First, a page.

Wednesday, March 4, 2015
Short Review: Paper Towns by John Green
Quentin Jacobsen has spent a lifetime loving the magnificently adventurous Margo Roth Spiegelman from afar. So when she cracks open a window and climbs into his life—dressed like a ninja and summoning him for an ingenious campaign of revenge—he follows. After their all-nighter ends, and a new day breaks, Q arrives at school to discover that Margo, always an enigma, has now become a mystery. But Q soon learns that there are clues—and they're for him. Urged down a disconnected path, the closer he gets, the less Q sees the girl he thought he knew...
This is only the second John Green book I've read, mostly because I was always distracted by other books or school, but also because I don't love contemporary.
In the past, contemporary was always sort of... boring. It seemed to have a lot of romance and not much else. It was two teenagers in the modern world, falling in love. That's not to say it's not enjoyable-- love is great! It's just that I am a huge fan of action so I need stuff to always be happening.
John Green changed my mind.
Also, real quick so I don't forget-- spoilers are in these babies: [ ] Highlight to read.
First things first-- the characters.
I related a lot to Quentin, actually. (Although I doubt I would get out of bed and have adventures until five in the morning for anyone. When I get in bed, I'm staying there for as long as possible, thank you very much.) However, even though I related, I didn't get why he was so in love with Margo.
I get that they knew each other since childhood, but really. Did he fall in love with her recklessness? Her bluntness? The way she saw life as an opportunity to change the world, not disappear into it?
I dunno. I feel like Quentin never really touches up on why he loves her so deeply. The entire time, I was thinking: Quentin, you don't know this girl. Not really. Why are you doing this?
On the other hand, I sort of got it. I mean, for Pete's sake [Margo left SUICIDE NOTES. I'd want to try my hardest to save someone from killing themselves, too.].
Q's friends were wonderful. In the dark, depressedness (that is a word now) of Paper Towns, they added a lot of humor. I didn't laugh, because I'm soulless, but I came pretty close. Yay humor! Every book needs it at some point.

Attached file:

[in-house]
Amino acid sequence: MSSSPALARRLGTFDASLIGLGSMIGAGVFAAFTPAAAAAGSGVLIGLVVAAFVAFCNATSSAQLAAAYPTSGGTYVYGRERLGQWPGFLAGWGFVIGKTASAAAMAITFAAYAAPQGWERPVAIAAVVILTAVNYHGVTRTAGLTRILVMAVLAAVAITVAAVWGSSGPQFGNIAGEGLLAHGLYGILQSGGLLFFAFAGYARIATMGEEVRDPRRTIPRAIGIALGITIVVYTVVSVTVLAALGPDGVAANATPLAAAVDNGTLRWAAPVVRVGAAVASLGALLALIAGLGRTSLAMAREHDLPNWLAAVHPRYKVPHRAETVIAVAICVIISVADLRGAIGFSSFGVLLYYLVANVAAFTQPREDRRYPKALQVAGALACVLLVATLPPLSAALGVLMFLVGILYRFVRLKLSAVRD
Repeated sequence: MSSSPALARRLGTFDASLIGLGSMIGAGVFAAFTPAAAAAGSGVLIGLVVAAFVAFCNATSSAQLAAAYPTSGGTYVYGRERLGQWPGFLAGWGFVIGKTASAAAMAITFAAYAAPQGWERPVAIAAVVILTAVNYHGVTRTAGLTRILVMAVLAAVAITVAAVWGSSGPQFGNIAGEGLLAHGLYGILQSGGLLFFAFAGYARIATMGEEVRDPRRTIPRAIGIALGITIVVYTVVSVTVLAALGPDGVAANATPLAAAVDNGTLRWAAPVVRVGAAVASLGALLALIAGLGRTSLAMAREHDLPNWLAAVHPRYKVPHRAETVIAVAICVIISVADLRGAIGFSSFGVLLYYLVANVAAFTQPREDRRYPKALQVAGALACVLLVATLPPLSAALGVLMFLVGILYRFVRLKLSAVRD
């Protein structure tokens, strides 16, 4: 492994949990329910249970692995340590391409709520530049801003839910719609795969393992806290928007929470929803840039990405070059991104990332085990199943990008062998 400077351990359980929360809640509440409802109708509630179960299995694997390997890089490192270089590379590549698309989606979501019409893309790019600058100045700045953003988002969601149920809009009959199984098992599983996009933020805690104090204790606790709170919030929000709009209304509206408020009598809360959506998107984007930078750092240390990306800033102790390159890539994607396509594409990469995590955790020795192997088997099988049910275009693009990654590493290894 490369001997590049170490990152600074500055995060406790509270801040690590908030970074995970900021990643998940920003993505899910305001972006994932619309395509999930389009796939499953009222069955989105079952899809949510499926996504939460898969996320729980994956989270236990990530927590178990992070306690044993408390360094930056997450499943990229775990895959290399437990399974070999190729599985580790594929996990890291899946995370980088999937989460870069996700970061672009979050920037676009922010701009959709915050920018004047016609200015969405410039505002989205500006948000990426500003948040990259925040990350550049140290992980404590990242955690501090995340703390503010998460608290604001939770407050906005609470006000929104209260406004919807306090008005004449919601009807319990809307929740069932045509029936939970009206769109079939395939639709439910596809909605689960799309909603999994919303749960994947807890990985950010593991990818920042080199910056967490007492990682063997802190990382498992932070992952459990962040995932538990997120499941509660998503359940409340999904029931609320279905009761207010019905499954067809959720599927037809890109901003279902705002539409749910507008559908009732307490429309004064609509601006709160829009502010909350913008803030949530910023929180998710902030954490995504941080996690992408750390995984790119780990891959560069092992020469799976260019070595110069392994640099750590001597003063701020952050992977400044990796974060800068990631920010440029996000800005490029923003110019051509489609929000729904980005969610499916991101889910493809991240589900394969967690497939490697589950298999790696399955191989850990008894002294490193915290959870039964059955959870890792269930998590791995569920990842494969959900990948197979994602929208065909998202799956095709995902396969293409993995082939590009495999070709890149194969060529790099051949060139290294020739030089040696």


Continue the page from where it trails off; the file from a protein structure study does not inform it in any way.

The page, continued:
And Margo. Margo was... well... I'm not entirely sure how to put this without sounding entirely rude. I thought Margo was incredibly selfish. And she wasn't even there for most of the book. Pushing someone way beyond their boundaries when they've told you multiple times that they're uncomfortable with the situation should not be praised. That doesn't make you bold and passionate. It makes you a jerk.
I understand that some people need that extra push to free themselves from the boundaries they've created, but as someone who has severe anxiety, forcing them into the situation is not the way to go. [Quentin said that his college wouldn't accept him if he was arrested. His future was on the line]. But in the end, I suppose it was Quentin's decision, even though he never really puts his foot down throughout the entire book.
And hey, shocker! [No one died. I really expected someone to die. Margo, to be exact. I was a little disappointed when I found out she was alive and incredibly mean.]
While I didn't fully understand the Why of the decisions made, I did love the writing style. It was depressing and sad and I adore writing that makes me feel. Plus, I wanted to know where Margo was. I wanted to know why she did the things she did, why she was so... unattached from everything. I wanted to see the real her. [However, Green never really does tell us who the "real" her is. Maybe that's just it. Maybe the real Margo is a mystery.] That's another thing. Everyone in this book is three-dimensional. No one falls flat. Not one is just a nerd or just a popular girl. I loved that.